11. De D, Kanwar AJ, Handa S. Comparative efficacy of Han- ifin and Rajka’s criteria and the UK working party’s diag- nostic criteria in diagnosis of atopic dermatitis in a hos- pital setting in North India. J Eur Acad Dermatol Venereol 2006;20:853-9.
12. Severity scoring of atopic dermatitis: the SCORAD index. Consensus Report of the European Task Force on Atopic Dermatitis. Dermatology 1993;186:23-31.
13. Hanifin JM, Thurston M, Omoto M, et al. The eczema area and severity index (EASI): assessment of reliabil- ity in atopic dermatitis. EASI Evaluator Group. Exp Der- matol 2001;10:11-8.
14. Trakultivakorn M, Sangsupawanich P, Vichyanond P. Time trends of the prevalence of asthma, rhinitis and ecz- ema in Thai children-ISAAC (International Study of Asthma and Allergies in Childhood) Phase Three. J Asth- ma 2007;44:609-11.
15. Teeratakulpisarn J, Pairojkul S, Heng S. Survey of the prevalence of asthma, allergic rhinitis and eczema in schoolchildren from Khon Kaen, Northeast Thailand. an ISAAC study. International Study of Asthma and Aller- gies in Childhood. Asian Pac J Allergy Immunol 2000;18: 187-94.
16. Teeratakulpisarn J, Wiangnon S, Kosalaraksa P, et al. Sur- veying the prevalence of asthma, allergic rhinitis and ec- zema in school-children in Khon Kaen, Northeastern Thailand using the ISAAC questionnaire: phase III. Asian Pac J Allergy Immunol 2004;22:175-81.
17. Sampson HA. Food hypersensitivity as a pathogenic fac- tor in atopic dermatitis. N Engl Reg Allergy Proc 1986;7: 511-9.
18. Cevikbas F, Wang X, Akiyama T, et al. A sensory neuron- expressed IL-31 receptor mediates T helper cell-depen- dent itch: Involvement of TRPV1 and TRPA1. J Allergy Clin Immunol 2014;133:448-60.
19. Moran TP, Vickery BP. The Epithelial Cell-Derived Atop- ic Dermatitis Cytokine TSLP Activates Neurons to Induce Itch. Pediatrics 2014;134 Suppl 3:S160-1.
20. Mollanazar NK, Smith PK, Yosipovitch G. Mediators of Chronic Pruritus in Atopic Dermatitis: Getting the Itch Out? Clin Rev Allergy Immunol 2015.
21. Leung DY, Guttman-Yassky E. Deciphering the comple- xities of atopic dermatitis: shifting paradigms in treatment approaches. J Allergy Clin Immunol 2014;134:769-79.
22. Tauber M, Balica S, Hsu CY, et al. Staphylococcus aureus density on lesional and nonlesional skin is strongly assoc- iated with disease severity in atopic dermatitis. J Allergy Clin Immunol 2016:137(4):1272-4.
23. Ong PY, Ohtake T, Brandt C, et al. Endogenous antimi- crobial peptides and skin infections in atopic dermatitis. N Engl J Med 2002;347:1151-60.
24. Schlievert PM, Case LC, Strandberg KL, et al. Superanti- gen profile of Staphylococcus aureus isolates from pa- tients with steroid-resistant atopic dermatitis. Clin Infect Dis 2008;46:1562-7.
25. Irvine AD, McLean WH, Leung DY. Filaggrin mutations associated with skin and allergic diseases. N Engl J Med 2011;365:1315-27.
26. Ahrens B, Staab D. Extended implementation of educa- tional programs for atopic dermatitis in childhood. Pediatr Allergy Immunol 2015;26:190-6.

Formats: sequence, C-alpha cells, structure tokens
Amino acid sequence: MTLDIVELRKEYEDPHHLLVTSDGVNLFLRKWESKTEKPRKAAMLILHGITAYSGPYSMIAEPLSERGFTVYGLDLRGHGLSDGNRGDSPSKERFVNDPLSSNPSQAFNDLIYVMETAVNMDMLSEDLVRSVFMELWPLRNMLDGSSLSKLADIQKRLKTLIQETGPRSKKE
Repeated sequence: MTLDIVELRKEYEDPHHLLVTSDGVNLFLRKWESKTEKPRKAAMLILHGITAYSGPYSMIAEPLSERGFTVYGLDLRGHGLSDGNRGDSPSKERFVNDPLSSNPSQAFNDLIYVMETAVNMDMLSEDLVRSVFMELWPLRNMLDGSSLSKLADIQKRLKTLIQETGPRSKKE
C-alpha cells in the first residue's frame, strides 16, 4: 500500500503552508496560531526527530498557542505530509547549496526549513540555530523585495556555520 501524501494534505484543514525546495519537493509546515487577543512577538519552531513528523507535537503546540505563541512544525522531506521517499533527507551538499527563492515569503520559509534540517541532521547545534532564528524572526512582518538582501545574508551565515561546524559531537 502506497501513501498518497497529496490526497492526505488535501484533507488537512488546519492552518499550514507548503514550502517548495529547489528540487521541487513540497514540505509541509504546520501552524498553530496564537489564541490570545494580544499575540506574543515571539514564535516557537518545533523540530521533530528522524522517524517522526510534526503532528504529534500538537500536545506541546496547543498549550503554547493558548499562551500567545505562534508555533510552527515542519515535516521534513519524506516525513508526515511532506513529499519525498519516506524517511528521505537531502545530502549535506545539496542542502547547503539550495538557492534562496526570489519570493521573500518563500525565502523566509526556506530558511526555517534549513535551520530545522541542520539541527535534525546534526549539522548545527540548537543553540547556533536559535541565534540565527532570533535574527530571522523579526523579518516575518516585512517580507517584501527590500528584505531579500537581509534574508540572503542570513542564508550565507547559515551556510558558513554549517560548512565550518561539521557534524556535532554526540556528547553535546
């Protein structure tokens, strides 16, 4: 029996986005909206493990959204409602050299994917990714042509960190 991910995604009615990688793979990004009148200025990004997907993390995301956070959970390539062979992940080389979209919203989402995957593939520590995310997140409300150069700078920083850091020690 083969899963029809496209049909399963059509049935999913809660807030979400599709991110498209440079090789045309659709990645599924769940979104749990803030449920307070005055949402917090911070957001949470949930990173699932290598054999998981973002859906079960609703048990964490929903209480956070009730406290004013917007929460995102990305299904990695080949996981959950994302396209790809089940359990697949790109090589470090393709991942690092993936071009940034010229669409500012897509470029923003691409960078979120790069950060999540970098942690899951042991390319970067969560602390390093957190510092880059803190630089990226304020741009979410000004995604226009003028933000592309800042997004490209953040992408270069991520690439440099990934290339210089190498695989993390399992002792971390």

27. Eigenmann PA, Sicherer SH, Borkowski TA, et al. Preva- lence of IgE-mediated food allergy among children with atopic dermatitis. Pediatrics 1998;101:E8.
28. Spergel JM, Boguniewicz M, Schneider L, et al. Food Al- lergy in Infants With Atopic Dermatitis: Limitations of Food Specific IgE Measurements. Pediatrics 2015;136:e 1530-8.
29. Varothai S, Nitayavardhana S, Kulthanan K. Moisturizers for patients with atopic dermatitis. Asian Pac J Allergy Immunol 2013;31:91-8.
30. Lindh JD, Bradley M. Clinical Effectiveness of Moistur- izers in Atopic Dermatitis and Related Disorders: A Sys- tematic Review. Am J Clin Dermatol 2015;16:341-59.
31. Czarnowicki T, Malajian D, Khattri S, et al. Petrolatum: Barrier repair and antimicrobial responses underlying this “inert” moisturizer. J Allergy Clin Immunol 2015.
32. Nicol NH, Boguniewicz M, Strand M, et al. Wet wrap therapy in children with moderate to severe atopic der- matitis in a multidisciplinary treatment program. J Allergy Clin Immunol Pract 2014;2:400-6.
33. Devillers AC, Oranje AP. Wet-wrap treatment in children with atopic dermatitis: a practical guideline. Pediatr Der- matol 2012;29:24-7.
34. Leloup P, Stalder JF, Barbarot S. Outpatient Home-based Wet Wrap Dressings with Topical Steroids with Children with Severe Recalcitrant Atopic Dermatitis: A Feasibility Pilot Study. Pediatr Dermatol 2015;32:e177-8.
35. Schiffner R, Schiffner-Rohe J, Gerstenhauer M, et al. Dead Sea treatment - principle for outpatient use in atopic dermatitis: safety and efficacy of synchronous balneopho- totherapy using narrowband UVB and bathing in Dead Sea salt solution. Eur J Dermatol 2002;12:543-8.
36. Lee JH, Lee SJ, Kim D, et al. The effect of wet-wrap dressing on epidermal barrier in patients with atopic der- matitis. J Eur Acad Dermatol Venereol 2007;21:1360-8.
37. Rademaker M. Face-masks for facial atopic eczema: con- sider a hydrocolloid dressing. Australas J Dermatol 2013; 54:222-4.